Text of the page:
The policy change would have cost an estimated $3.2 million this year and $4.2 million annually in future years. What’s more, according to advocates and lawmakers, the cost could be supplemented with the state’s historic surplus in temporary assistance funds — which was projected to be $50 million this year and $35 million next year.

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“After the bill hearings, the Department informed lawmakers that it would change its regulations to stop this practice, without the need for a change to Maryland’s TCA statute,” anti-poverty advocates wrote in an August letter to Secretary Lopez.

“It has been six months since the bill hearings and the Department continues to reduce TCA benefits by $60 per month when the family resides in subsidized housing,” it continued.

Secretary Lopez responded to the advocates in late November.

“At this time, we are not able to honor your petition,” Lopez wrote. “Please know that from a policy perspective, we are philosophically aligned with your request.”

Hettleman again asked Lopez in a Health and Human Services Committee in late January 2024 about the policy change, saying she “had the impression there would be a way to work through that in the interim.”

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Lopez responded that while the department is “certainly open to that on the table”, because of the nationwide rise in benefits theft, the department is focusing most of its efforts on replacing stolen food and cash benefits.

“We actually are going to take a little bit more time than we thought to untangle the way in which SNAP and TANF benefits are used writ large across the Department of Human Services,” Lopez told state legislators in a public hearing in late January 2024.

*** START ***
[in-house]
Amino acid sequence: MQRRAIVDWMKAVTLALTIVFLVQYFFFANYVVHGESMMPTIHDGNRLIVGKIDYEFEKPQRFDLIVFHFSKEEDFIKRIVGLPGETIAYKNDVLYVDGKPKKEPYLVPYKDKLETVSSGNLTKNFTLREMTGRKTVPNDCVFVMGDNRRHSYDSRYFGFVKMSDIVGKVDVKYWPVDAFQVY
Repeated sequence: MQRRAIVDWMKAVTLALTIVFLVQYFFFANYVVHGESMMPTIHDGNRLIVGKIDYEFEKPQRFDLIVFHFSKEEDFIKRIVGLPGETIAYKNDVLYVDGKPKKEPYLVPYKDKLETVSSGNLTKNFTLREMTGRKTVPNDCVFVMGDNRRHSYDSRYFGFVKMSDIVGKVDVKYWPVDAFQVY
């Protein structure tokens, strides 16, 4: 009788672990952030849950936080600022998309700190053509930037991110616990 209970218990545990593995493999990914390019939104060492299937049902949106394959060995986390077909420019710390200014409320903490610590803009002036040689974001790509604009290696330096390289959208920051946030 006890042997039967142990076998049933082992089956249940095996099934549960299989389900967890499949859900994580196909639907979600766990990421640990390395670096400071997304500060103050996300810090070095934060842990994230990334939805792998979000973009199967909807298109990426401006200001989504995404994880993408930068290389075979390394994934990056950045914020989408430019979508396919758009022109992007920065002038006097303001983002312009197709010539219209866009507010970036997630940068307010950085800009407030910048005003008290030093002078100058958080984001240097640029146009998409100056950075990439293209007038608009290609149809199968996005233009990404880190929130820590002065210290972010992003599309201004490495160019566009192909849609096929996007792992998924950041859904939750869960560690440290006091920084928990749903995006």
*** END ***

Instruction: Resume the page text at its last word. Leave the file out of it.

Disproportionately penalizing Black families

The monthly $60 deduction in cash assistance has a disproportionate impact on low-income Black families.

Data from the U.S. Department of Health and Human Services shows that roughly 39,000 children received temporary cash assistance in 2021, more than half of whom were Black. In Maryland, according to the University of Maryland School of Social Work, two-thirds of adults on cash assistance are Black and the vast majority are women, as of 2022.

Policy fellow Aramburu said that policies that lead to reductions in assistance are often inadvertently rooted in decades old racial and socioeconomic stereotypes.

“There’s this notion that there are certain families and mothers that are worthy of additional support, and usually, that’s been white and middle-class women in the past, very often excluding black unmarried women,” Aramburu said.

Enrolling in benefits is an extensive process that includes a weeks-long, sometimes months-long, approval period requiring dozens of documents, such as citizenship documents, tax forms, child support documents and proof of identity. Marylanders are eligible for cash assistance for up to 60 months, though there are extenuating circumstances that can extend it.

Maryland is regularly ranked as one of the most expensive states to live in, according to an October 2023 report Aramburu wrote for the Maryland Center on Economic Policy.

According to the report, a family of three would need to make over $61,920 to pay roughly $1,548 in monthly rent to afford a two-bedroom apartment in Baltimore. To afford rent, a household would need to make an income equivalent to two full-time jobs at minimum wage. Meanwhile, the maximum cash assistance that household would be eligible for is $624, less than half of the monthly rent for a two-bedroom apartment.

Aramburu said that subsidized housing would allow the same family to put those funds to other living expenses instead of rent. But under the current Maryland cash assistance policies, that amount of cash assistance would drop to $565 a month.

“It’s really expensive to live in Maryland, so when we don’t address bigger issues of housing affordability and accessibility to subsidized housing, then, of course we are going to have families that are going to turn to different safety nets to make it through,” Aramburu said.